When I was younger, I always used to volunteer to be the referee or umpire in just about every athletic activity I was involved in. I was not an athletic youth. I couldn’t hit a baseball, throw a spiral pass, shoot a free throw, or ice skate in a rink… but I knew the rules of each game and thought I could “fit in” better if I played the role of an official.
Playing sports video games was another passion of mine when I was young, and it’s continued through adulthood to my current status as a 40-something guy because sports games allow me to be the athlete that I could never be in real life. I can hit a 300-yard drive on the golf course. I can score a goal on a breakaway in hockey. I can break a 20-yard run for a pivotal first down on the football field. I can fool an opposing batter with a 12-to-6 curveball to get that all-important final out in baseball. I can dunk a basketball with backboard-shattering force.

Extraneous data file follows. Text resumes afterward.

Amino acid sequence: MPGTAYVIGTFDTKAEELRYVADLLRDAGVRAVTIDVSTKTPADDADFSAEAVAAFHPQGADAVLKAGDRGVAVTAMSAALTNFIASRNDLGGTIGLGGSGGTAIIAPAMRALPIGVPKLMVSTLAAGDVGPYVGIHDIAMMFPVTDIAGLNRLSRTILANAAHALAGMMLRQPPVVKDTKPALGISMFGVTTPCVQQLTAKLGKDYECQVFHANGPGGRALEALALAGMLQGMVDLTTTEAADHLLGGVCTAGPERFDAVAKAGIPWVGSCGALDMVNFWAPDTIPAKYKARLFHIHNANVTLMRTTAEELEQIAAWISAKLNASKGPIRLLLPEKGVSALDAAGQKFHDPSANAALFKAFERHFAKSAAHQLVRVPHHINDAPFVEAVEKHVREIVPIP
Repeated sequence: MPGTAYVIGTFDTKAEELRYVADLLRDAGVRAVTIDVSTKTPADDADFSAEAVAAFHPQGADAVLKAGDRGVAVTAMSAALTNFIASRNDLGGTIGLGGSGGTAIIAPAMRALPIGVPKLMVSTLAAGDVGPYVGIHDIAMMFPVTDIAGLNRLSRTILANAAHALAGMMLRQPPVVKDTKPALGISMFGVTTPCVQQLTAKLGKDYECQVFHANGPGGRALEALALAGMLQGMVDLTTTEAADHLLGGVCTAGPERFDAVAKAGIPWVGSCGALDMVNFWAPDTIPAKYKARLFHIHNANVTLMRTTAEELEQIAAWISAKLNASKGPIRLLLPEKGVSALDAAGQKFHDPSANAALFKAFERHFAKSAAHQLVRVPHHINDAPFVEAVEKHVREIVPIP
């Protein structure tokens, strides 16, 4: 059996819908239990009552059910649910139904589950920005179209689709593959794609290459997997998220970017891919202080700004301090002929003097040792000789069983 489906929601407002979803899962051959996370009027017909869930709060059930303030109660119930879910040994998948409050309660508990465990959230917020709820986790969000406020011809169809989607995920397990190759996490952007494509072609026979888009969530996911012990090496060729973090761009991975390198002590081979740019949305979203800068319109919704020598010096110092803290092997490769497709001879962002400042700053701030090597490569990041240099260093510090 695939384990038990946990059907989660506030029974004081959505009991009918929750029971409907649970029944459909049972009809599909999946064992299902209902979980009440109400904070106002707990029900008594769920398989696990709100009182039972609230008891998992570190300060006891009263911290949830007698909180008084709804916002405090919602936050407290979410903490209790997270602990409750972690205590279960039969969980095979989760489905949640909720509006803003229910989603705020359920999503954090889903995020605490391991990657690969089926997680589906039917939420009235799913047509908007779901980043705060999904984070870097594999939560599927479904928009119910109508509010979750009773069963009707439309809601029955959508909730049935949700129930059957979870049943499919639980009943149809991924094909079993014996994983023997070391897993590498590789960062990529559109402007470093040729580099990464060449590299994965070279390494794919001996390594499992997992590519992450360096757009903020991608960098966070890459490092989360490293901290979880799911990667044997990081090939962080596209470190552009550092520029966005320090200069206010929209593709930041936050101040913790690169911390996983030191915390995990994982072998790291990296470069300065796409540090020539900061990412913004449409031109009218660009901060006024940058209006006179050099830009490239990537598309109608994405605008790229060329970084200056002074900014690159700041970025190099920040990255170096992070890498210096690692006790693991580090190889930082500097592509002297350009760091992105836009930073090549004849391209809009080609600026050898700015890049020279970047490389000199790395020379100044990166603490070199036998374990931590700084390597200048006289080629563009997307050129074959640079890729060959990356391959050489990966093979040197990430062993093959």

Over the last few years, while building a library of older video games and consoles, I’ve been consistently picking up sports games. While other collectors look at copies of Madden ’94 or NBA Live ’96 as “trash”, I’ve been gleefully picking them up. Employees at video game stores always ask me why I buy these games, and I’ve been telling them that there’s a reason.
That reason is what you’re seeing here on this website: the Retro Referee project. This website gives me a platform to talk about all of these sports games, in my own words. I can talk about what attracts me to these games, what I like and/or don’t like about them, what the differences between versions or years are, and more.
Now I can be the referee that I’ve wanted to be since childhood, and I hope that you’ll feel free to read, watch, and listen as I do my thing.